4. From Jimmie Cox: As always an outstanding tribute to a Fallen Knight.

  5. From Durwood Lee: I just shed some tears. ... What a story.

  6. From Kenny Launius: Harold was a real good friend. I had just returned from Vietnam when he was killed.

  7. From Rita Woodruff Wynn: A wonderful story about another life cut short for the freedom we all enjoy. Woodlawn was not a school, it was a family.

  8. From Beverly C. Porche: Thanks for this story of one of our own. It was very hard to read emotionally, but you found the words.

  9. From Ron Hill: Thank you from a Vietnam vet.

  10. From Roger S. Braniff Sr.: Well my friend ... I must say the last two paragraphs of this were the most difficult for me to finish reading. The tears flooded my vision to the point of total blur. You see, the small cropped photo of Harold on the Westside Baptist Church baseball team, in the full team photo, I am standing also on the back row, to the left, with just two teammates between Harold and me. ... I knew Harold all those years ago, but must say never knew anything about what he and Mike lived through at home back then. Thanks for sharing such a really beautiful tribute, to one that served us all to The End!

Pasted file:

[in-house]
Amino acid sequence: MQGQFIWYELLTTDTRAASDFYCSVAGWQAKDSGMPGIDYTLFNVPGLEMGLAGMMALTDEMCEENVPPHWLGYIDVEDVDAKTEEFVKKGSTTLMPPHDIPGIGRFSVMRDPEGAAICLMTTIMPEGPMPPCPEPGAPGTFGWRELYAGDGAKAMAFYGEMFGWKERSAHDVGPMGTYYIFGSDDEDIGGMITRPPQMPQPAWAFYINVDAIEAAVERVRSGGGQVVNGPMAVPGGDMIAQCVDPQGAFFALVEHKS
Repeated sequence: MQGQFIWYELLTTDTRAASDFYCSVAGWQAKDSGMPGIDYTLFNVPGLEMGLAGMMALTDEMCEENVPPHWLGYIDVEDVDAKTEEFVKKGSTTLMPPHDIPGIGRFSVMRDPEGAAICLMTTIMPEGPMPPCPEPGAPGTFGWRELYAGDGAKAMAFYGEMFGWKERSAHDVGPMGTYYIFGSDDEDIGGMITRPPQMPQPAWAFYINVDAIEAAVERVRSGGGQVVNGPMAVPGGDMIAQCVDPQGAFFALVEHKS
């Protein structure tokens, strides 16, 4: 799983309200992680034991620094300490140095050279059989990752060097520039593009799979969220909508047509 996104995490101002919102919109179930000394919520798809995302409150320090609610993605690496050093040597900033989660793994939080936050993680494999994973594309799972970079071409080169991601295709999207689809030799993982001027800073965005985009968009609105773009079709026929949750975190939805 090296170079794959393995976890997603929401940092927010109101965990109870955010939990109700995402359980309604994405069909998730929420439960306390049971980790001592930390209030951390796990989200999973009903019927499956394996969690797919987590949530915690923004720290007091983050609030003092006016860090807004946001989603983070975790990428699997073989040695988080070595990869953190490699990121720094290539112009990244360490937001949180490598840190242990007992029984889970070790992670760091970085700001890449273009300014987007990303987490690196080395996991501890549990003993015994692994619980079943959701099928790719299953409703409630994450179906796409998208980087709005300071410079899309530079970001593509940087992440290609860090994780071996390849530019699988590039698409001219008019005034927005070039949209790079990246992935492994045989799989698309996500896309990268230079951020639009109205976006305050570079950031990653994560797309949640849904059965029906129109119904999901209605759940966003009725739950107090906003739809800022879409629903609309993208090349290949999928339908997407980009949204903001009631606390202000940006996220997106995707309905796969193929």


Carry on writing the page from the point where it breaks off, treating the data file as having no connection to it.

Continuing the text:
11. From Larry Erwin: That was a great story on Harold O'Neal. I grew up around Harold and Mike back in those days and you brought back a lot of memories. You didn't mention the Honda motorcycles they used to ride. I can remember some times Harold would take us for a ride on the back of his Honda 50 or whatever size it was. Anyway, very good story and thanks for taking the time to write and remember an old friend.

  12. From Ronny Walker: Each time I read your blog of these "Young Men" and their sacrifice and our "LOSS," it hurts deep! Thank you, as always, for your ability to reach so many with your words. We will always have those "Woodlawn memories" to carry us.

  13. From Doug Rimmer: Excellent piece. I had gym classes with Eddie and Harold and was twice a teammate of Trey's. They were just good old boys who had a good sense of humor and who liked to have fun and joke around a bit. Life just wasn't that serious in high school.
    Like Eddie, I went down to the recruiting office for early enlistment, but I was rejected because of a benign tumor on my knee and two very flat feet. Only two of us out of 110 enlistees were denied.
    With one older brother in Vietnam and another in the Army Reserves who was later called up, I had mixed emotions about my physical deferment. Instead, I went to work for a defense contractor making communications equipment for the military in Vietnam and the Southeast Asia theater. Worked 6-7 days a week for 9-10 hours daily for more than a year shipping equipment to support the war effort.
    I will never forget our local heroes who made the ultimate sacrifice in service to our country in war. They served and died in my place. May God rest their souls.

  14. From Linda L. Brown: Wonderful story. Thank you for letting me know about a classmate I would never have known.